Should you be using HTTPS?

Published September 12, 2017
Last Updated October 29, 2019
Luke Turner

Technical Director

Yes! The answer is almost always yes!!! And yet, there is a lot of misinformation regarding when you should and shouldn’t use HTTPS unfortunately.

This debate has been raging on for quite some time online to those in web development and security. However, it’s finally being brought to the attention of the public thanks to an upcoming update to Google Chrome this October, and despite what some may say, this is a very good thing.

“But I’m not running an eCommerce store and I don’t handle card payments so I don’t need one, right?”

Wrong! Using encryption not only protects your customers’ personal and financial details, it protects their browsing full stop. Any data that travels between your customers’ device to your website should be encrypted.

We won’t get into the technical pros and cons of HTTPS here, there are a lot of articles online that go into this subject in depth if you’re interested. What we will say though is that the benefits far outweigh the cons. While using HTTPS isn’t some kind of silver bullet, it will go a long way to help protecting your customers browsing data. We are now at the point where you should be asking “why doesn’t this website use HTTPS?”.

What’s changing?

Currently if you visit a non-HTTPS website that contains any kind of form field using the latest version of Google Chrome (version 61 as of writing), you will see the following in the address bar:

Chrome 60 Address Bar - HTTP

 

If you visited the same page over HTTPS encryption, you would see the following in the address bar:

Chrome 60 Address Bar - HTTPS

 

The second example looks better right? It’s reassuring for the user to see that green “Secure” message. There is an important thing to note here though – just because a website is being served over HTTPS, it doesn’t automatically mean it should be trusted.

Exercising Caution

The same level of caution should always be maintained when filling out forms that request personal details or financial details.

Our example shown above shows only a standard domain verified SSL certificate which can be very easily obtained by anyone. While it does mean your communication with that server is encrypted, and therefore protected against anyone listening in on the connection, the server itself could still be run by a malicious individual or company.

You’ll notice when you visit a bank’s website that you’ll likely see their company name next to their domain name. This is using an Extended Validation (EV) SSL certificate, which are much more difficult to get hold of if you’re not who you say you are. They require more stringent checks on the applicant and the company.

These will give you more re-assurance that the website is for the company you’re expecting it to be for, but again, caution should still be exercised. If you suspect something feels a bit ‘off’, then go with your gut instinct and avoid parting with personal data.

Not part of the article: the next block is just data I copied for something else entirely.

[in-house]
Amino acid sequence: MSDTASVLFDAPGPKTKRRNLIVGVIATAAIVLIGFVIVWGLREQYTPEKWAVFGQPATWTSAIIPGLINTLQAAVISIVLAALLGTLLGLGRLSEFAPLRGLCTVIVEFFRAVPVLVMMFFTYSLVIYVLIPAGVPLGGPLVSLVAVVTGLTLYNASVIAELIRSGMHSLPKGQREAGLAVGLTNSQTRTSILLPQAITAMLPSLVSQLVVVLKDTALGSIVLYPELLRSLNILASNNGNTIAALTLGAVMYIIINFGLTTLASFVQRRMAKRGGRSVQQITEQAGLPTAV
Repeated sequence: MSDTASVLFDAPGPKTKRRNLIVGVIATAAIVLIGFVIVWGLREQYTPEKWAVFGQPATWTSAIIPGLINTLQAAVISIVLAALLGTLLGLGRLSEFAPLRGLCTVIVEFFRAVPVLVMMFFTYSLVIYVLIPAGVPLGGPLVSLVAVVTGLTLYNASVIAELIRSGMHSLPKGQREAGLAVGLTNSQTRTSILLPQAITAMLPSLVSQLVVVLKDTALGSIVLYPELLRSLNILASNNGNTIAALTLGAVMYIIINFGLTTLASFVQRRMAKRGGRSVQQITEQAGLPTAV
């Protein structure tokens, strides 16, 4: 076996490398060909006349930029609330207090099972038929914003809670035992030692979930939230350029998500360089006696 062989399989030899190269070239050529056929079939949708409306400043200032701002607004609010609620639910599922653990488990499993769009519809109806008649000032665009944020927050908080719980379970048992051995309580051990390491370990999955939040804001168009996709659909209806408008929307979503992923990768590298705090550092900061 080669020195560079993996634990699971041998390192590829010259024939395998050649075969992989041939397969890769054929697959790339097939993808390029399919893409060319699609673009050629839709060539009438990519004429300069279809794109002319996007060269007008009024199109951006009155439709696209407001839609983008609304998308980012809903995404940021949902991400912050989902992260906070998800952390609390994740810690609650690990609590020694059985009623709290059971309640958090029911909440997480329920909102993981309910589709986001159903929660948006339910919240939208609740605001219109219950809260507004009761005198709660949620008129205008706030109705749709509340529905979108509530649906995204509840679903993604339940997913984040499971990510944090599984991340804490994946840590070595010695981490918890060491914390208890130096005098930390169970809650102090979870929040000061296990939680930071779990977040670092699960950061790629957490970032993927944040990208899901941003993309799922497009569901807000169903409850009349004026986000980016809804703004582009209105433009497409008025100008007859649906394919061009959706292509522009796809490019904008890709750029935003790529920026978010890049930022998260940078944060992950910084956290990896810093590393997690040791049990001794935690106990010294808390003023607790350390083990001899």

The ‘Not Secure’ Message

A more clear cut warning sign that Google introduced was a “Not Secure” warning for pages with login forms.

These have been in place some time ago, but you probably won’t have seen them as they tend to only be seen by people logging into their CMS (Content Management System) and tend to be ignored. This is still not ok though as your login details are being sent in the clear. However, fast forward to October this year when Chrome Version 62 is due to be released, and you’ll see the following when accessing the same URLs as shown in the first example:

Chrome 62 Address Bar - Not Secure

 

Not so cool, there’s definitely something off-putting about seeing the words “Not Secure” when browsing a website!!

The security message will be shown wherever there is a form field on a page, you might think “well that’s fine because I only have one contact form on a single page”. However, as this security message covers ANY form field, it’ll also apply to search fields, and these generally appear on every page of a large site.

Now you can see why it’s a bit more of a problem. And even if it is only your contact forms, think about what a prospective customer would do if they head over to your contact form and see a message saying “Not Secure” – it’s definitely not encouraging them to part ways with personal details.

We’ve focussed on Google Chrome here but this is only because Chrome is currently the most popular desktop browser. The same also applies to Mozilla Firefox – they handle it slightly differently but it’s still there and it’s only a matter of time before other browsers follow suit.

What can you do?

The only way around this is to make sure your website is being served over HTTPS by default. Regardless of this Chrome update, we’d recommend that you do this anyway. Not only does HTTPS increase the privacy and security for you and your users, it also has an impact on SEO performance as Google do factor in whether or not a website is served over HTTPS into it’s ranking.

Of course, you may already have an SSL certificate but your website is accessible via both HTTP & HTTPS. If this is the case then you can simply redirect all users from HTTP to HTTPS and you’re good to go. You may need to contact your web host to discuss this if you don’t have access to the hosting account or server.

If you don’t currently have an SSL certificate then you’ll need to contact your web host and ask them about HTTPS. There may be a charge involved for setting up the SSL certificate and making any modifications required to the website. These should be fairly minimal though and thanks to the availability of services like Lets Encrypt there shouldn’t be an annual fee for a domain validated SSL certificate.

We’re slowly but surely heading towards a “secure by default” future. It’ll be a bumpy ride to begin with but in the end we’ll all be better off for it.

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